New Delhi, Apr 19 (UNI) Even though the national capital is at forefront in enforcing tighter emissions standards and fuel quality, it is still at risk of losing its gains due to the sheer number of vehicles in the city.
While Delhi had remained at the forefront in enforcing tighter emissions standards and fuel quality, it stood at serious risk of failing to face newer challenges, latest Centre for Science and Environment study had found.
''Unbelievably, as much as 17 per cent of the cars in India run in Delhi alone. It has more cars than the total numbers of cars in the individual states of Maharashtra, Tamil Nadu, Gujarat and West Bengal,'' CSE's new book 'The Leapfrog Factor: Clearing the air in Asian cities', which was released by Delhi Chief Minister Sheila Dikshit today, stated.
The most worrying trend in Delhi was that while the technology roadmap remained sluggish, the sheer number of vehicles were overpowering the change, it said.
Things could have been much worse but for the the Supreme Court.
Delhi would have been reeling under a pollution load of 38 per cent more particulates if the apex court had not intervened to introduce cleaner fuels and emission technology in the capital, it added.
Even though congestion and pollution from vehicles was threatening to destroy the quality of life in the city, this mobility crisis was not, however, building up in Delhi alone but in all Indian cities because a large share of daily travel trips was being made by personal transport, research found.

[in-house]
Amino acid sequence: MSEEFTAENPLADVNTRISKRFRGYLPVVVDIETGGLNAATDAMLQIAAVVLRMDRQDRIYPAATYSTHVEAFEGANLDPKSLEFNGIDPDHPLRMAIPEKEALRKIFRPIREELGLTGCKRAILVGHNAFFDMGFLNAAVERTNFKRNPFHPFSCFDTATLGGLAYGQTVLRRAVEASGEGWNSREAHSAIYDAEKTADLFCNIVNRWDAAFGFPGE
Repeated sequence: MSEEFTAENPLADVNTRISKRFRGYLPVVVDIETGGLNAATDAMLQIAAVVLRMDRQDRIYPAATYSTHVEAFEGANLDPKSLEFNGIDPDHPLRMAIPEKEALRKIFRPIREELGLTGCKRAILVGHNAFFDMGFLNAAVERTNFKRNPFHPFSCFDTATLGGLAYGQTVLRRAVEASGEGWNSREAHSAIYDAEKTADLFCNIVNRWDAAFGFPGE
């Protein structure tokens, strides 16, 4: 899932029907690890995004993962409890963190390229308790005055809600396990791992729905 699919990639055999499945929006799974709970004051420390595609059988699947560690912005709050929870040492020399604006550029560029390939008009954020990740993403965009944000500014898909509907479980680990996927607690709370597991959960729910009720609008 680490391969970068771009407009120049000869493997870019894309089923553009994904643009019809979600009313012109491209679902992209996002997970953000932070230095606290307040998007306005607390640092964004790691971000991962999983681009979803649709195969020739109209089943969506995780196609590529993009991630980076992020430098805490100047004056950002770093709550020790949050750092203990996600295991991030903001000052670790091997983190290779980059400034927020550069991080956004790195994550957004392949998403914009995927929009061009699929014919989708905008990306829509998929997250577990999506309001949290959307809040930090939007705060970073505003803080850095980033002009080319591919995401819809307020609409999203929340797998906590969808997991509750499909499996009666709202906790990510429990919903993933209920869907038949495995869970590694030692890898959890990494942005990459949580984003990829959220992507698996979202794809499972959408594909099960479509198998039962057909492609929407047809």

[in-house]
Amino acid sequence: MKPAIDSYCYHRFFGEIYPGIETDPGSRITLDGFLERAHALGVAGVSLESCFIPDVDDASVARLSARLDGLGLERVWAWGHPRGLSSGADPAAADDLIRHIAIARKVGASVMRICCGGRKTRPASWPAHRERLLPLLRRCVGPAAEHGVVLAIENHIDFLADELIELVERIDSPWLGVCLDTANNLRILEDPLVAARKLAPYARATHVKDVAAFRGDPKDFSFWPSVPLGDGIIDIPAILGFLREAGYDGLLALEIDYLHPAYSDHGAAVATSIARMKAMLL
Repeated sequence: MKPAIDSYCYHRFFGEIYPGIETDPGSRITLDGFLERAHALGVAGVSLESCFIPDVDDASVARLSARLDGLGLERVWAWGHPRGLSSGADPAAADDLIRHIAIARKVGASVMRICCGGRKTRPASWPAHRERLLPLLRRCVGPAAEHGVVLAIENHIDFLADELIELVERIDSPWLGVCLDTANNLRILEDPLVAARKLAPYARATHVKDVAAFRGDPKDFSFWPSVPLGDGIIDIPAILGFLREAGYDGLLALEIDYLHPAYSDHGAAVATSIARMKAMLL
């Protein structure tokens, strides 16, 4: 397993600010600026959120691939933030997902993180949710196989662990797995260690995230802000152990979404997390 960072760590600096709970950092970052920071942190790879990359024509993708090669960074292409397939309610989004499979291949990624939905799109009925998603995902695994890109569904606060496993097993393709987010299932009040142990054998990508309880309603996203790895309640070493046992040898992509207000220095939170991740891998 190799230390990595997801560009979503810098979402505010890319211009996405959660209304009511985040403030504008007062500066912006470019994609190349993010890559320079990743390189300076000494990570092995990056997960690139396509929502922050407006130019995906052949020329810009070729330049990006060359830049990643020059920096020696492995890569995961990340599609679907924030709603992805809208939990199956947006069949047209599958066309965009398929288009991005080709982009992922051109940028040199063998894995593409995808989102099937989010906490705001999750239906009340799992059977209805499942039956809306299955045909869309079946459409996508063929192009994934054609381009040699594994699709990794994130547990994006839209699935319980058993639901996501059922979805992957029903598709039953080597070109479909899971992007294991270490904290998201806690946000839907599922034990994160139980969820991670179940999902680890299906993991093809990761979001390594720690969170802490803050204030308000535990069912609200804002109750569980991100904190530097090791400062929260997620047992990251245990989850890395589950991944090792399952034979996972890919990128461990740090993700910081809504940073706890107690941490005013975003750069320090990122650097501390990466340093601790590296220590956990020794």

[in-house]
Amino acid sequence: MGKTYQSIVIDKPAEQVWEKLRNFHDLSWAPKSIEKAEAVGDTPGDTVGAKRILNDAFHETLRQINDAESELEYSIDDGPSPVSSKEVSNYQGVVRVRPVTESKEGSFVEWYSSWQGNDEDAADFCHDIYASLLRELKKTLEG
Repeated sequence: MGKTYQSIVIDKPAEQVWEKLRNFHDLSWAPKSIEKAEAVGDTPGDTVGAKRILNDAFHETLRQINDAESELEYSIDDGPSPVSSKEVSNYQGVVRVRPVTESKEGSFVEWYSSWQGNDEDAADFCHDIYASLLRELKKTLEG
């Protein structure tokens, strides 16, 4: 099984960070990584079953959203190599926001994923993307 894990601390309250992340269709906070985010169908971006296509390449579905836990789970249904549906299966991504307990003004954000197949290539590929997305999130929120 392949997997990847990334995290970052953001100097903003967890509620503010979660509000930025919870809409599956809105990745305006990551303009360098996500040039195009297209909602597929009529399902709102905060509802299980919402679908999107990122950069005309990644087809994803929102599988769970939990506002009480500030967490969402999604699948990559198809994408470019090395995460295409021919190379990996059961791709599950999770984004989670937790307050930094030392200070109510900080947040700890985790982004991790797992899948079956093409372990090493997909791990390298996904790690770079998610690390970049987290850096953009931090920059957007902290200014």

''Delhi's air is cleaner today, but it is still not clean enough.
What's worse, more and more Indian cities -- a number of which are small, non-metro -- are turning into smog-encased pollution hotspots,'' it said.
''Indian cities are in the grip of an overwhelming mobility crisis -- congestion and pollution from personal cars. Greater number of small cities are swamped by pollution, as the list of ten most polluted cities in the country has no metros in it,'' it added.
A car caught in congestion could emit nearly four times more pollution. Cars and two-wheelers took up nearly 90 per cent of the road space but carried lesser numbers of people and polluted excessively, the publication stated.
As a result, public transport -- which was the key to leveraging change towards sustainable mobility -- was collapsing in most cities.
Only eight of the 35 cities that had more than a million population had dedicated bus services; even these were under extreme pressure.
Approximately 80 million trips needed to be catered to daily in our metro cities, but the available rail and bus transport could cater to only 37 million, it added.
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